Hearth Cabinet: A Fireplace For Every Room
Thanks to Hearth Cabinet, it's now possible to have fireplaces anywhere, even in code-bound New York City.
Hearth Cabinet may be the perfect example of the most basic of business principles—ﬁnd a need and fulﬁll it. It all began when product liability attorney Michael Weinberger wanted a ﬁreplace, but he didn’t have a ﬂue. He researched his options and discovered that chaﬁng fuel (the same fuel used beneath warming pans at a banquet) might be the solution. Typically a mixture of approximately 70 percent alcohol and 30 percent water, the fuel burns at a low temperature and has few emissions of any kind. Weinberger discovered that there
were several cartridges on the market, but none that were aesthetically appealing. So Weinberger designed his own and approached architect Arthur Lasky. “He came to us and said, ‘I think I have something I can sell,’” says Lasky, who is now president of Hearth Cabinet. “‘What do I do in New York City?’” Lasky knew that if the design didn’t meet New York ﬁre and building codes they couldn’t move forward, so after running tests with a retired ﬁreﬁghter they took their proposal to the city. Once it received approval, the team moved forward with reﬁning the design.
“We made our own chaﬁng fuel and designed our own cartridge,” says Lasky. Their formula creates a tall, yellow ﬂame and the cartridge design allows the ﬁre to burn long rather than round. “We put this inside a metal box and then locked it behind a rigid screen,” explains Lasky. “This is why the ﬁre department approved it. If you’re going to let someone have a fondue pot on a table then you can allow someone to have the same material in a locked metal box that’s double-insulated.”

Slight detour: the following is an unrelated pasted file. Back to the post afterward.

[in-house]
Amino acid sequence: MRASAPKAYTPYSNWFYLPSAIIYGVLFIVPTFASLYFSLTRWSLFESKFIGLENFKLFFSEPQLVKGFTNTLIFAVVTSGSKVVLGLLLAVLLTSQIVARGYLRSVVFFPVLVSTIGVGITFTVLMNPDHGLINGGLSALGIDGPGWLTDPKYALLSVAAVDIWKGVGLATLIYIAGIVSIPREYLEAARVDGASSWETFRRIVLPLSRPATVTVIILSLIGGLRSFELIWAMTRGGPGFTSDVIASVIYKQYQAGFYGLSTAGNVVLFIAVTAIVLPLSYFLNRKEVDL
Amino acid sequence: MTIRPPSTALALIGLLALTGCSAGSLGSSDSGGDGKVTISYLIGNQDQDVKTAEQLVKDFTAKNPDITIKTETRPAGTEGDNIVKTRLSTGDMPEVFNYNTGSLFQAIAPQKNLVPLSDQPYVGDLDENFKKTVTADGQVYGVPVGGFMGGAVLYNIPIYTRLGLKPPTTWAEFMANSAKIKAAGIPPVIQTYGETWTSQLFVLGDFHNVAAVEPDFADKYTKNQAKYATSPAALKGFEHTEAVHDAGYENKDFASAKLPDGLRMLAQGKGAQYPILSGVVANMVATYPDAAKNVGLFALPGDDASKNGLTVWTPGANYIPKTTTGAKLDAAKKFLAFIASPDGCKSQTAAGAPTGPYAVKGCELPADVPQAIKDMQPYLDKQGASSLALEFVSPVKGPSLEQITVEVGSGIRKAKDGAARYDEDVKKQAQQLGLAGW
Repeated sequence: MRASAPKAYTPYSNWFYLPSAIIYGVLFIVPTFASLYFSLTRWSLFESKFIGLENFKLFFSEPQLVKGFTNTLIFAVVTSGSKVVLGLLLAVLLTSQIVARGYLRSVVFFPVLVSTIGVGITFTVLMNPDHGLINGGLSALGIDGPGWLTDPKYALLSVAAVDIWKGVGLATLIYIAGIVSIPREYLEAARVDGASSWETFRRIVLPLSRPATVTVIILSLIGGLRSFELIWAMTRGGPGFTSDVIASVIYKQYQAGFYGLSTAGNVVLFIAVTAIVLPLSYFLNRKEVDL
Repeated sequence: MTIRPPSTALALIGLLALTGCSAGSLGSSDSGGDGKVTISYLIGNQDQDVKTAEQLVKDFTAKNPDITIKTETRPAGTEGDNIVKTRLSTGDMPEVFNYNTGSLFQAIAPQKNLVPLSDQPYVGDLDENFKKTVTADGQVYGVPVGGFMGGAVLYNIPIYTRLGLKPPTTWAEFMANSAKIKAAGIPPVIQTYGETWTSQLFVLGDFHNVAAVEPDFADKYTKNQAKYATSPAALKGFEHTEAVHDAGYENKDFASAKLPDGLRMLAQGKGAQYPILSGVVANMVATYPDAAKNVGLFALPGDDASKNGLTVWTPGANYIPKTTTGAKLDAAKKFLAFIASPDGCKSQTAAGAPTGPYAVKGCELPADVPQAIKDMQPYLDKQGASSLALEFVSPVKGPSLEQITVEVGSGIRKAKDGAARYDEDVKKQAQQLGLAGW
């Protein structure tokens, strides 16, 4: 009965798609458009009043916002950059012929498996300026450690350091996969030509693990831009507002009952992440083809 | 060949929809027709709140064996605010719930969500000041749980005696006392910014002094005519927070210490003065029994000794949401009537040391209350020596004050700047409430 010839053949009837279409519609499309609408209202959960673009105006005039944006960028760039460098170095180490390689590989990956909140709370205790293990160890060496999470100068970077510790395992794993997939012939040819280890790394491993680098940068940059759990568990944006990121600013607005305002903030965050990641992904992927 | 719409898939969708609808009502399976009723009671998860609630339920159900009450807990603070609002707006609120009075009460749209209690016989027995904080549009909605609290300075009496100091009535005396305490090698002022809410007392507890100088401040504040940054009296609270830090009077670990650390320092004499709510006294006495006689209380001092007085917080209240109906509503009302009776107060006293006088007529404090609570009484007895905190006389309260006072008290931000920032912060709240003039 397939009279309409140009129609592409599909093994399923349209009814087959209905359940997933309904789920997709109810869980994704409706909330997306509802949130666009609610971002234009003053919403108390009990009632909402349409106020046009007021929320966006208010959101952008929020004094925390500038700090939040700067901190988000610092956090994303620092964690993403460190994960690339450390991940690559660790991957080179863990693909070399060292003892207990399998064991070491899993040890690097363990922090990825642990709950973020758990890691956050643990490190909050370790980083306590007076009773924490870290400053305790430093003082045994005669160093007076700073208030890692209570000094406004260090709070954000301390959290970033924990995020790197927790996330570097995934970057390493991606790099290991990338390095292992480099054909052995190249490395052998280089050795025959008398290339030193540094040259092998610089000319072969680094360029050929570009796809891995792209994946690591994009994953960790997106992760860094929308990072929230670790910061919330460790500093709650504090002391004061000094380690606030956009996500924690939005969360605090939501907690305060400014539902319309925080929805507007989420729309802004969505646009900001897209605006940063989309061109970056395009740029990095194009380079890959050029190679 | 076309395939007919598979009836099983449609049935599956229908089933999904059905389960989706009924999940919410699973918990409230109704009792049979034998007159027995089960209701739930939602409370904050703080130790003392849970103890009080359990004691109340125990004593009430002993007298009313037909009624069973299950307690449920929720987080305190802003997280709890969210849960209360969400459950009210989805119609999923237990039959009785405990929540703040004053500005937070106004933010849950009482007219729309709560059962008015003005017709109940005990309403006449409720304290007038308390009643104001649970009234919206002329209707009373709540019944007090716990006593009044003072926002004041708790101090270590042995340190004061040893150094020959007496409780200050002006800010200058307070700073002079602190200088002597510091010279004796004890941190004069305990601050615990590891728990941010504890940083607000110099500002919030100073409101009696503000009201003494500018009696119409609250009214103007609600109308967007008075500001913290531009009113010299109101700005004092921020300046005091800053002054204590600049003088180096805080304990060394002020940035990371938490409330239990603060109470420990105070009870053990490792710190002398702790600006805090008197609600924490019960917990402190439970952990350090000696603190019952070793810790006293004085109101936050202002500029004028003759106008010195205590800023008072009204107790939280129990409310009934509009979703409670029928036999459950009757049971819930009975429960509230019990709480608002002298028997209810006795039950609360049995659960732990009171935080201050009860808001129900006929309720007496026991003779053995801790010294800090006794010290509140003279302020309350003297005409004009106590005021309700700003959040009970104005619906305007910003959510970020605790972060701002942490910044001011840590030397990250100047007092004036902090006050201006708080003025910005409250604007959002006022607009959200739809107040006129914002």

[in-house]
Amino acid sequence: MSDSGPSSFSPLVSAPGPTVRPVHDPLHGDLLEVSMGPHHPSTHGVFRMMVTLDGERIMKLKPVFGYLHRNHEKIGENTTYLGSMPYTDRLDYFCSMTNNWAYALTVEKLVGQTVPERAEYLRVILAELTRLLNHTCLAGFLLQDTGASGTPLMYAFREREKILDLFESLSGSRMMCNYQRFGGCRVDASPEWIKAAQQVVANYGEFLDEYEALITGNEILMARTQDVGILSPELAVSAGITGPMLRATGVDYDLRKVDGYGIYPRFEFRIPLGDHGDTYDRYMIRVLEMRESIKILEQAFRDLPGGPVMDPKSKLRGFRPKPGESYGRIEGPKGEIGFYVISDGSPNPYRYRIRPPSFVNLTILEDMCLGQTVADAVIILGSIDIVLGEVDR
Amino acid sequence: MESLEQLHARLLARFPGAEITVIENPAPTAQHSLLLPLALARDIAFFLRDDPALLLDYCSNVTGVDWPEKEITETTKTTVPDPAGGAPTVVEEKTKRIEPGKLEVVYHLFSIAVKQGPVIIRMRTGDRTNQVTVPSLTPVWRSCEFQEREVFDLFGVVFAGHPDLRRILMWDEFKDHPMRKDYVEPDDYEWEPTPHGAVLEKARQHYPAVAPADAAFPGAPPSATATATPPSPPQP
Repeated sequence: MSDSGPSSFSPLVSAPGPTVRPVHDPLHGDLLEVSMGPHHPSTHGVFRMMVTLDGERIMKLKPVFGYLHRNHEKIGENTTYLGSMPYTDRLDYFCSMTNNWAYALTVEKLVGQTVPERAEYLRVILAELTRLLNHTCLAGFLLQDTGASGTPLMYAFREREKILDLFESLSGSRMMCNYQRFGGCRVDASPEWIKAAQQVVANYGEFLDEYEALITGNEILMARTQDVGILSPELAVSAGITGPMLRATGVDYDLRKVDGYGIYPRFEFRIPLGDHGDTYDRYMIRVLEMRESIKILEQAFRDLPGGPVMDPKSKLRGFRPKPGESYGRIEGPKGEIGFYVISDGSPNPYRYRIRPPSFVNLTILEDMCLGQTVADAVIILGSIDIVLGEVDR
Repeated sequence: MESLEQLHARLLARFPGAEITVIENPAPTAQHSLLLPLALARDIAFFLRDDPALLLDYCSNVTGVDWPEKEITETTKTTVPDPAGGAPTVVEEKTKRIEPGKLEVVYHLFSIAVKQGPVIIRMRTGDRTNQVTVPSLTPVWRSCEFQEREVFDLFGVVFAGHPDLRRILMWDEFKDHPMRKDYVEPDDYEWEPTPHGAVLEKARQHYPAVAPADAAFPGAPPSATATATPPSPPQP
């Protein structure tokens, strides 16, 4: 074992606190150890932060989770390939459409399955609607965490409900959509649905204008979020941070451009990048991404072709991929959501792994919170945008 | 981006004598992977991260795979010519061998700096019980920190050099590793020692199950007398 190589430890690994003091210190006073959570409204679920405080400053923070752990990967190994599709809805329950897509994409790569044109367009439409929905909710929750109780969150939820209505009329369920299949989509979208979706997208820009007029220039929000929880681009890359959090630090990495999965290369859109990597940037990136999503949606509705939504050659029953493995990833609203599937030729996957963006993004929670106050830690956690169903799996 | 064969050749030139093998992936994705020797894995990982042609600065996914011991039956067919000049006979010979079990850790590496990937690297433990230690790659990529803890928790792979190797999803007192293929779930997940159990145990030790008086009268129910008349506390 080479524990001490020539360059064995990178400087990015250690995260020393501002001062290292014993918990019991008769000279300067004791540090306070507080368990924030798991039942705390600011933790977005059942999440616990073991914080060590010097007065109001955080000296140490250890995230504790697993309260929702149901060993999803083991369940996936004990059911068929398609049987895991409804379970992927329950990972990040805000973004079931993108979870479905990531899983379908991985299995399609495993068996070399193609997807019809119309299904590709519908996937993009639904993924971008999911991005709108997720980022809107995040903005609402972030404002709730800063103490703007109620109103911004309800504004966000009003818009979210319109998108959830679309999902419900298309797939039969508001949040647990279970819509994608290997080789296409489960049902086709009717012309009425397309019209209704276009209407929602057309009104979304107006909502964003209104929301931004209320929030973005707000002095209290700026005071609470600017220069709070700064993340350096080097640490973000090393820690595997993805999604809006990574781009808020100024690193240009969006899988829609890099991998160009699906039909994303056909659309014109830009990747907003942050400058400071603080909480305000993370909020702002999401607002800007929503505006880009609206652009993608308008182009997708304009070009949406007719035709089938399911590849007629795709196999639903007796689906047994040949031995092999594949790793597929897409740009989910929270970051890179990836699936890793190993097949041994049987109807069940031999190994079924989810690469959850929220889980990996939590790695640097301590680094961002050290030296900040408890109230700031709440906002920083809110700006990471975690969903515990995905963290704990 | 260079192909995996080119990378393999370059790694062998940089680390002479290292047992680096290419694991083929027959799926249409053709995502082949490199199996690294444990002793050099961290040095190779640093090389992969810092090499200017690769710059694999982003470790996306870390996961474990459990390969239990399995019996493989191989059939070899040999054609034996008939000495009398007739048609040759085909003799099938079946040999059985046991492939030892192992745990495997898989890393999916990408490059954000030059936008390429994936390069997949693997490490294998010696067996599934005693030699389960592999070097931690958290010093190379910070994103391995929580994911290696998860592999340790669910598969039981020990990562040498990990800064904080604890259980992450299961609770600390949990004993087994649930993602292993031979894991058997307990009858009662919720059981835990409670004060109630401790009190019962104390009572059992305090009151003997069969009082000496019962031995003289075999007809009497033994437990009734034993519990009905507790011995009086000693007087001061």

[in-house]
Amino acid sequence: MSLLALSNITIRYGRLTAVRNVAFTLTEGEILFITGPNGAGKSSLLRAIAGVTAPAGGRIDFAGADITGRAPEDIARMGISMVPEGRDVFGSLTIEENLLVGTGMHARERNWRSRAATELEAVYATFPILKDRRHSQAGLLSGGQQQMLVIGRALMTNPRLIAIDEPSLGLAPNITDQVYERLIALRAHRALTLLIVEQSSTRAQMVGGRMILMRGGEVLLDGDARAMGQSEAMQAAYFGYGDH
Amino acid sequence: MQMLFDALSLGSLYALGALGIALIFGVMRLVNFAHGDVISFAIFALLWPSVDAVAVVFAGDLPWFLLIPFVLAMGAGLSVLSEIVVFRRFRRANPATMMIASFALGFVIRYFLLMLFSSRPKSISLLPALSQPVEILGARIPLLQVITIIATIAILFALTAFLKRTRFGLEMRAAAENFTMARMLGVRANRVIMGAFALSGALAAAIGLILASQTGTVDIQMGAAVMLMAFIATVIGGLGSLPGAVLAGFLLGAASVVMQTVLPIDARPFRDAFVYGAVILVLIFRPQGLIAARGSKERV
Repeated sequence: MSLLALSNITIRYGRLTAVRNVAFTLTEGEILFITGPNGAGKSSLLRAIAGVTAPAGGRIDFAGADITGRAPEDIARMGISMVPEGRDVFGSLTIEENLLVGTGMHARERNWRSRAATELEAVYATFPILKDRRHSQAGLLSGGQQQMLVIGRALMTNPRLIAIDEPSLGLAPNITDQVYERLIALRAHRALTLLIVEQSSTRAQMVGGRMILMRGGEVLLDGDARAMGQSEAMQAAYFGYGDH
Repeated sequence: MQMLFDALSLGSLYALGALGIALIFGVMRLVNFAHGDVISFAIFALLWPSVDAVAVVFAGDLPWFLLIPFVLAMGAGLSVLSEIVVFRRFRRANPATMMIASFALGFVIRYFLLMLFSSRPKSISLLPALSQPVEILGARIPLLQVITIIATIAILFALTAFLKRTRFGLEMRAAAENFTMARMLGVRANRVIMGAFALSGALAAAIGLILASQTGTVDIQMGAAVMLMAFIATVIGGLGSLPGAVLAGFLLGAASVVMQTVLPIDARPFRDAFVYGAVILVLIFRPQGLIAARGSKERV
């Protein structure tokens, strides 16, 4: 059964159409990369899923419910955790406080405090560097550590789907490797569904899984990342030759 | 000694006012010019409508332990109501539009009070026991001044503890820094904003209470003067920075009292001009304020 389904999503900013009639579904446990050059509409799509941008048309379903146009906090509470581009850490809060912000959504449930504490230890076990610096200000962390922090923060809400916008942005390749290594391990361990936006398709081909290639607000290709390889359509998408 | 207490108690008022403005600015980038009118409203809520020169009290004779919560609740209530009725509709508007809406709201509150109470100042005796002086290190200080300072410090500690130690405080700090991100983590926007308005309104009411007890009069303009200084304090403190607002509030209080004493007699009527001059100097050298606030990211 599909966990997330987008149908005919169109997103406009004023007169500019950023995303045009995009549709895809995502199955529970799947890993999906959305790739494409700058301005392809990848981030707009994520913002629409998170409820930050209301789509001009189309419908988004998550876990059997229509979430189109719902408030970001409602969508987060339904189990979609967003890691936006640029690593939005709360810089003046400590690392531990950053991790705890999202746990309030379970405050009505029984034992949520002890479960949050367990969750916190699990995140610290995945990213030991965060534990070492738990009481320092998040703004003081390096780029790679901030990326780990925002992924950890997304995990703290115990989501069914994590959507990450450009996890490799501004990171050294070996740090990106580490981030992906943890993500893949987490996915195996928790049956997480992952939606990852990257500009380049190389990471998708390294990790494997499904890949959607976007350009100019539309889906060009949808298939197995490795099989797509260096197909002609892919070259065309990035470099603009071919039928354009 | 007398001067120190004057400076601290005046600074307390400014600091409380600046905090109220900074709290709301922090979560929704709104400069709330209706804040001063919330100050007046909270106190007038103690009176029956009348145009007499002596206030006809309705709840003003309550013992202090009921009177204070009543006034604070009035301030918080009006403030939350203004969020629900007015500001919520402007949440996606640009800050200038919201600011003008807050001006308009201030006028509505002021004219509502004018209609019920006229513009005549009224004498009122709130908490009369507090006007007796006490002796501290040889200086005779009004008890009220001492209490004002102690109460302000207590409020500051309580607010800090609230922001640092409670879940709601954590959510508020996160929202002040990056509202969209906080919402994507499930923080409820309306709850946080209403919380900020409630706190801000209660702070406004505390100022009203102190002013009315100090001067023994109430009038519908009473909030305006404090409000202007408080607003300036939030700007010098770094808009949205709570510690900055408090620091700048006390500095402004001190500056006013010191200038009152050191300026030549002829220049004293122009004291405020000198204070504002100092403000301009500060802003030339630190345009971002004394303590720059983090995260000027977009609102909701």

Hearth Cabinet has patented a chafing fuel mixture that provides a long, yellow flame with the comforting sound of a crackling fire.
No flue is necessary since the fireplace is ventless and so few emissions are released from the alcohol fuel cartridge.
The fireplaces can be installed in any ventilated room. They are being used in homes and in various businesses, such as restaurants, hotels, and stores.